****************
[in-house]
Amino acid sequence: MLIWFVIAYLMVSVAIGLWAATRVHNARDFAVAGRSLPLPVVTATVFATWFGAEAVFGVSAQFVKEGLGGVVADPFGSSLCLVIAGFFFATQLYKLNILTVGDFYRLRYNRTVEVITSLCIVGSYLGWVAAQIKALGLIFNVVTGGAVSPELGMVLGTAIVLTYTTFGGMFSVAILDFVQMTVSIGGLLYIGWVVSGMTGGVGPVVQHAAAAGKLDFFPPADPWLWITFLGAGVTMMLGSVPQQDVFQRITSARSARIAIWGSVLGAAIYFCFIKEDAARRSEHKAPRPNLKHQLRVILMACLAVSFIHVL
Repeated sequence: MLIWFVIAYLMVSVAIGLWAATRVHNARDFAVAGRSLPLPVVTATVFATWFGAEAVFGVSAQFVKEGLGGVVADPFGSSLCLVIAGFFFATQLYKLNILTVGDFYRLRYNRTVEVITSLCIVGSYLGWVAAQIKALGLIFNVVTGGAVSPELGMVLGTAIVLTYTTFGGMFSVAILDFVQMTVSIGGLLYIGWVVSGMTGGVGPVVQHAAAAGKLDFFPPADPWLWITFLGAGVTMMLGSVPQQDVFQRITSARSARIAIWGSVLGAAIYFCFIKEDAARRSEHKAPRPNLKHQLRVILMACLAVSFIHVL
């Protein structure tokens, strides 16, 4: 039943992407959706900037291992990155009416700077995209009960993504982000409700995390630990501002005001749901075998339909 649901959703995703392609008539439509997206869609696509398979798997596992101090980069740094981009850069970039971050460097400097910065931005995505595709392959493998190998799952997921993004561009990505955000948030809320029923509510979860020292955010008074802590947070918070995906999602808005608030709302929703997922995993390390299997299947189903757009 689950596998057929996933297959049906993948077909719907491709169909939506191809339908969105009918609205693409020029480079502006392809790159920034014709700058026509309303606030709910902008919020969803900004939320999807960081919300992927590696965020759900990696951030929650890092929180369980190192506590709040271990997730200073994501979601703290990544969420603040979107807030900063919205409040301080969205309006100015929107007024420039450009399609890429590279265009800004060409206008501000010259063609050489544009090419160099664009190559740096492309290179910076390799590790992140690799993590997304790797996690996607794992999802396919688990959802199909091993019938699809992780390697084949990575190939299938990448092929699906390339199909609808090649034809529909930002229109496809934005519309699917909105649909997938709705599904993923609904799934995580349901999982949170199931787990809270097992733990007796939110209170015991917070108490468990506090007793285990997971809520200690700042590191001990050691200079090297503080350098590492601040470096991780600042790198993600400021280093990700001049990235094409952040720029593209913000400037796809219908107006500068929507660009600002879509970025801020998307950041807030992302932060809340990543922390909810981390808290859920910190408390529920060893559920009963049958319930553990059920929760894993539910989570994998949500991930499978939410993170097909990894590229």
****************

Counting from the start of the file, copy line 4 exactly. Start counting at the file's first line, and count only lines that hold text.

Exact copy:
């Protein structure tokens, strides 16, 4: 039943992407959706900037291992990155009416700077995209009960993504982000409700995390630990501002005001749901075998339909 649901959703995703392609008539439509997206869609696509398979798997596992101090980069740094981009850069970039971050460097400097910065931005995505595709392959493998190998799952997921993004561009990505955000948030809320029923509510979860020292955010008074802590947070918070995906999602808005608030709302929703997922995993390390299997299947189903757009 689950596998057929996933297959049906993948077909719907491709169909939506191809339908969105009918609205693409020029480079502006392809790159920034014709700058026509309303606030709910902008919020969803900004939320999807960081919300992927590696965020759900990696951030929650890092929180369980190192506590709040271990997730200073994501979601703290990544969420603040979107807030900063919205409040301080969205309006100015929107007024420039450009399609890429590279265009800004060409206008501000010259063609050489544009090419160099664009190559740096492309290179910076390799590790992140690799993590997304790797996690996607794992999802396919688990959802199909091993019938699809992780390697084949990575190939299938990448092929699906390339199909609808090649034809529909930002229109496809934005519309699917909105649909997938709705599904993923609904799934995580349901999982949170199931787990809270097992733990007796939110209170015991917070108490468990506090007793285990997971809520200690700042590191001990050691200079090297503080350098590492601040470096991780600042790198993600400021280093990700001049990235094409952040720029593209913000400037796809219908107006500068929507660009600002879509970025801020998307950041807030992302932060809340990543922390909810981390808290859920910190408390529920060893559920009963049958319930553990059920929760894993539910989570994998949500991930499978939410993170097909990894590229």